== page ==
Touring life has changed a lot for Curt Smith since Tears for Fears’ heyday in the 1980s. For example, when he and bandmate Roland Orzabal come to D.C. on Monday (with co-headliners Hall & Oates), he might be able to go for a walk.

“It’s different from then. Because of the audience [outside], you were kept inside your hotel,” Smith says. “The joy of touring for me [now] is getting to see all these places I’m going to visit when, at the height of our fame, I never did. It wasn’t like I strolled around Pittsburgh or Washington or Cleveland or anywhere. I didn’t really see much of all these places.”

The co-founder of the early-MTV mainstay, whose massive hits include “Shout” and “Everybody Wants to Rule the World,” also now has some rules to make touring easier.

“People made you do interviews all day and we were too young and stupid to say no,” Smith says. “Now all interviews have to happen before we leave, because when I’m on tour I want to just go and enjoy it.” (Smith spoke to Express from his Los Angeles home in April.)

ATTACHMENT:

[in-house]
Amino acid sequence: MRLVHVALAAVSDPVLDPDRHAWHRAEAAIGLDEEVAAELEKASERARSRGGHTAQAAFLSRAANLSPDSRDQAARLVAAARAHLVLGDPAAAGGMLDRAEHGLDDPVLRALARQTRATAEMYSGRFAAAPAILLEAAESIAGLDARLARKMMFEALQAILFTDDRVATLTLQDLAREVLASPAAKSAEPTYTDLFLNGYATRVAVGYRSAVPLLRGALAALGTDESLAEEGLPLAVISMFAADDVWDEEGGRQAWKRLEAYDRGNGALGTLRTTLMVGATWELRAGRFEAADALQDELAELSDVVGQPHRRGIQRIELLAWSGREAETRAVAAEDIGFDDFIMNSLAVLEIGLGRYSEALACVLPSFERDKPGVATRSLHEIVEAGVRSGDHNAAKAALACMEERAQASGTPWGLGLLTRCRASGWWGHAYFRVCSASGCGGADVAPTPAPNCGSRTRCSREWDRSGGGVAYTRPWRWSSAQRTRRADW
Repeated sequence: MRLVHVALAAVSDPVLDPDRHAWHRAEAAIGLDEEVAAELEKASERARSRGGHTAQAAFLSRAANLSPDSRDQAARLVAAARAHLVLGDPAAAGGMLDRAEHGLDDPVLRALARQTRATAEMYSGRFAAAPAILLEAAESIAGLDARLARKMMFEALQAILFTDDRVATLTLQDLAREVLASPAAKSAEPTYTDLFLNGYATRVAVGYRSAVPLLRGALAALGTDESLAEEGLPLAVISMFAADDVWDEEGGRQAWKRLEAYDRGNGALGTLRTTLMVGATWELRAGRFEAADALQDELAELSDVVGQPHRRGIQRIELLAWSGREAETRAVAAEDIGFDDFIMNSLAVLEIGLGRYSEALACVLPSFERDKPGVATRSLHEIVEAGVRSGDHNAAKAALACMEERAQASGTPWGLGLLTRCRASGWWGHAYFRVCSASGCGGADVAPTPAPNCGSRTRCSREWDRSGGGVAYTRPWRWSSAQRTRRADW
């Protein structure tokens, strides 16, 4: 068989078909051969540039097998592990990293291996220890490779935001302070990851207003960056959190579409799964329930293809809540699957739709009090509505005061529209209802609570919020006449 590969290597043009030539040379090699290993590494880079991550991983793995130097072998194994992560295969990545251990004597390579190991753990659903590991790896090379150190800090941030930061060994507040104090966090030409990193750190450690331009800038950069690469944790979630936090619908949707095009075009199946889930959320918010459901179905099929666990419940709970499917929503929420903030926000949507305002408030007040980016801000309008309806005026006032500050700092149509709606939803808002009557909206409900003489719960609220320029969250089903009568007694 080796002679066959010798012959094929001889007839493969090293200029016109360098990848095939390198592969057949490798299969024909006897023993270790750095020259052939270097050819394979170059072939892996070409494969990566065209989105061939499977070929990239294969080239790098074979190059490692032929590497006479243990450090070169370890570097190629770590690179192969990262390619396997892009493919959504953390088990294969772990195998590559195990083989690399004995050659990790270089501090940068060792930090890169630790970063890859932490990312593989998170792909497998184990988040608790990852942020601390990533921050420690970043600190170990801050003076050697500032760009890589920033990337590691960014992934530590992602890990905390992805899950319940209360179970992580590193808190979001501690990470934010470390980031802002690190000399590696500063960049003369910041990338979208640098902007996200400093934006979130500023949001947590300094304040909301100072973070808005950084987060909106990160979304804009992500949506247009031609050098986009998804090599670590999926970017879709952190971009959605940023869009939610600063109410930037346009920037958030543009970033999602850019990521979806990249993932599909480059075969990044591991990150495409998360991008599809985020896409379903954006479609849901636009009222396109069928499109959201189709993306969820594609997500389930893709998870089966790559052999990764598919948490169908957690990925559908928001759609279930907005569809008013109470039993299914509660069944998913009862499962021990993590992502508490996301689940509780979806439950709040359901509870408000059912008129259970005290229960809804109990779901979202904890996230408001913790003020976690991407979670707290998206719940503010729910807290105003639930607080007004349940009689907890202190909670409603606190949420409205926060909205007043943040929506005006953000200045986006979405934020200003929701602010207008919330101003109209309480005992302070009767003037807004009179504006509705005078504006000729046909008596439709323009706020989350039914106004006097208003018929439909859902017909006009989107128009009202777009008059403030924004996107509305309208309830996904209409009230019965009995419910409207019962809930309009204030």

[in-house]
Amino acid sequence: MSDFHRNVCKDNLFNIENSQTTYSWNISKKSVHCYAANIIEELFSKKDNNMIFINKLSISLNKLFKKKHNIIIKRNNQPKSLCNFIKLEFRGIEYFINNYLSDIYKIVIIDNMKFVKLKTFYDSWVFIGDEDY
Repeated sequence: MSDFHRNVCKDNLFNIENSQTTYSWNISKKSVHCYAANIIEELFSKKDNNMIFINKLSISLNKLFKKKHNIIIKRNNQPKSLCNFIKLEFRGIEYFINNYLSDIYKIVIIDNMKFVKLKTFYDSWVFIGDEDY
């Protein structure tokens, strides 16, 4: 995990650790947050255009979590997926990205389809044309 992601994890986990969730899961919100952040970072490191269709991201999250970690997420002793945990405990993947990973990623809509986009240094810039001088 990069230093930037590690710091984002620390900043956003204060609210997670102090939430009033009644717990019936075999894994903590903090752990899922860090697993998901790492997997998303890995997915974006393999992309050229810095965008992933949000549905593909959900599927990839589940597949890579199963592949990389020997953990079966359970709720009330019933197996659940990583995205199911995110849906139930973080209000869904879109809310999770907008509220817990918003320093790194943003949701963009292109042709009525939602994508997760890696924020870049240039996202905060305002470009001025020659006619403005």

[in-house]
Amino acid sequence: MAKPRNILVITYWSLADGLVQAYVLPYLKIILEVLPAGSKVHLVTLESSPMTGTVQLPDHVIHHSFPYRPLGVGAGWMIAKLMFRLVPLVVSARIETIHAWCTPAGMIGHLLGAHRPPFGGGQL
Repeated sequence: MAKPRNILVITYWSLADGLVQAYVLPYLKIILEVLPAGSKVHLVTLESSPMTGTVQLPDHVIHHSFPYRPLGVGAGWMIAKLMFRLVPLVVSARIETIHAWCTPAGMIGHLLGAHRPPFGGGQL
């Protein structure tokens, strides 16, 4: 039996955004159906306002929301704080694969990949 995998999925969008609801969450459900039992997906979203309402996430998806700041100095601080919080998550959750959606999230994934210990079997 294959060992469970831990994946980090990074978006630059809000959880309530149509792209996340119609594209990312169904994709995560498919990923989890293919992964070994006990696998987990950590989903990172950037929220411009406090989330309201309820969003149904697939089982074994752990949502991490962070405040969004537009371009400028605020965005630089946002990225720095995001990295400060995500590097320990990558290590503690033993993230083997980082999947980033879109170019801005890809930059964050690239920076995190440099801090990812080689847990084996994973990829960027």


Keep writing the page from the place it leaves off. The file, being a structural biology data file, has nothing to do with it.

After dominating the charts with their expansive, synth-based pop rock for much of the ’80s, Tears for Fears officially broke up in 1991, with Orzabal continuing to perform under the band’s name while Smith pursued solo projects. The two resumed their partnership in 1999, though they’re usually separated by thousands of miles, since Orzabal lives in England. That distance helps them keep the spark alive, Smith says.

“You end up going off and working on different ideas and different things you like, and then you get back together and share them,” Smith says. “There will be certain Englishmen I’ve never heard of and there will be American artists he’s never heard of. There are more things to share because there will be things each of us haven’t heard just because of geography.”

Smith says he and Orzabal feel liberated on this tour. “I love the band we’re playing with now; it’s freer than it used to be,” he says. Back in the ’80s, “we would go in rigid and would have to sound just like the record, and it’s not so much like that now.”

It’s still Tears for Fears’ name on the marquee and they’re the ones out front, but Smith says he and Orzabal are even more confident than they used to be.

“We’ve grown over the years,” he says. “I’m pretty sure I’m right in that we’ve become better at what we do.”

Verizon Center, 601 F St. NW; Mon., 7 p.m., $35-$225.